2014 CDC Adult Immunization Recommendations

Vaccinations have repeatedly proven to save lives by preventing disease, yet they remain underutilized in American adults. Depending on age and various indications, adults are recommended to receive up to 12 routine vaccines by the Advisory Committee on Immunization Practices (ACIP). The Vaccine Policy Collaborative Initiative conducted a survey of American physicians to assess perceived barriers in stocking and administering vaccines for adult patients. They found that common barriers were inconsistent assessment of vaccination status, insufficient stocking of certain recommended vaccines, inadequate insurance reimbursement, large financial outlays for vaccine purchases, and challenges relating to the transfer and documentation of vaccination information from alternate vaccinators.1

Pharmacists play an important role in ensuring adequate vaccine delivery to all adult patients, and it is essential to keep up to date with changing recommendations. The ACIP annually reviews and updates the adult immunization schedule for the Centers for Disease Control and Prevention (CDC). The 2014 guidelines are now available, and the updates include a few changes from the 2013 adult immunization schedule.2,3

Haemophilus influenza type b (Hib): Hib is no longer recommended for patients infected with HIV because their risk for Hib infection is low. One dose continues to be recommended for patients who have functional or anatomic asplenia, have sickle cell disease, or are undergoing elective splenectomy. However, a three-dose regimen separated by 4 weeks is now recommended 6-12 months after a hematopoietic stem cell transplant. A row for Hib has also been added to the vaccination chart.

Influenza: Flublok® is the first recombinant influenza vaccine, and has been newly licensed for the 2013-2014 flu season. It is given intramuscularly, and is approved for adults ages 18 to 49. Uniquely, it does not use eggs at all in its production, and can therefore be given to patients with any egg allergy. It also does not contain a live influenza virus, and has no antibiotics or preservatives.

All other inactivated trivalent and quadravalent influenza vaccines do contain contents of ovalbulmin to varying degrees. Because of this, any other non-recombinant influenza vaccines given intramuscularly or intradermally must be used cautiously in patients with an egg allergy. However, the 2014 guidelines have changed to allow these vaccines to be used in patients with hives-only egg allergy reaction. Those patients with an anaphylaxis to eggs should be given Flublok®. The live attenuated influenza vaccines have no data in patients with an egg allergy.4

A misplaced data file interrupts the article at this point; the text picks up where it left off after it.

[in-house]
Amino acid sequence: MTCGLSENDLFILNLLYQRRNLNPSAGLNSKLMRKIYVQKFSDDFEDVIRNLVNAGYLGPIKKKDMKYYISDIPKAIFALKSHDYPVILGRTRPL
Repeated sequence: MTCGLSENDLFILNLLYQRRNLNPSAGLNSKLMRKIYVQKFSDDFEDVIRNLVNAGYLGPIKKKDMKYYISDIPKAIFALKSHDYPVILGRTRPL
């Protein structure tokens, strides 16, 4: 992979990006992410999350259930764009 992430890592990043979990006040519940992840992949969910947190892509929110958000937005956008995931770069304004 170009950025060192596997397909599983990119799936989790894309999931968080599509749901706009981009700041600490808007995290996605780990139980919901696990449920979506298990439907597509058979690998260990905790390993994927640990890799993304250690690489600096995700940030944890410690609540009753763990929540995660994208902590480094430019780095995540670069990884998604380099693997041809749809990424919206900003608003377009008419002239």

Tetanus-Diphtheria (Td) and Tetanus-Diphtheria-Pertussis (Tdap): Td/Tdap guidelines did not change, but the language was clarified to coincide with the pediatric recommendations. Recommendations for a Td booster every 10 years after a Tdap administration now appears in the footnote of the 2014 guidelines.

Human Papillomavirus (HPV): The HPV language was clarified to coincide with the pediatric recommendations by changing the interval wording from “months” to “weeks”. The complete series consists of 3 doses; the second dose should be administered 4 to 8 weeks after the first dose, and the third dose should be administered 24 weeks after the first dose and 16 weeks after the second dose. It is also no longer indicated for health care personnel unless they meet other indications for this vaccine.

Pneumococcal: Pneumococcal 13-valent conjugate (PCV13) and pneumococcal polysaccharide (PPSV23) were switched in the order that they appear on the vaccination chart to indicate that PCV13 should be given first.

Since the 2013 recommendations were released, an interactive adult immunization scheduler is available for use: http://www.cdc.gov/vaccines/schedules/Schedulers/adult-scheduler.html


  1. Centers for Disease Control and Prevention. Adult Immunization Schedules. Vaccines 2014. Available at: <http://www.cdc.gov/vaccines/schedules/hcp/adult.html>
  2. Bridges CB, Coyne-Beasley T. Advisory committee on immunization practices recommended immunization schedule for adults aged 19 years or older: United States, 2014. Ann Intern Med. 2014;160(3):190-97.
  3. Hurley LP, Bridges CB, Harpaz R, et al. U.S. physicians’ perspective of adult vaccine delivery. Ann Intern Med. 2014;160(3):161-70.
  4. Centers for Disease Control and Prevention. Seasonal Influenza Vaccine Safety: A Summary for Clinicians. Seasonal Influenza 2014. Available at: < http://www.cdc.gov/flu/professionals/vaccination/vaccine_safety.htm>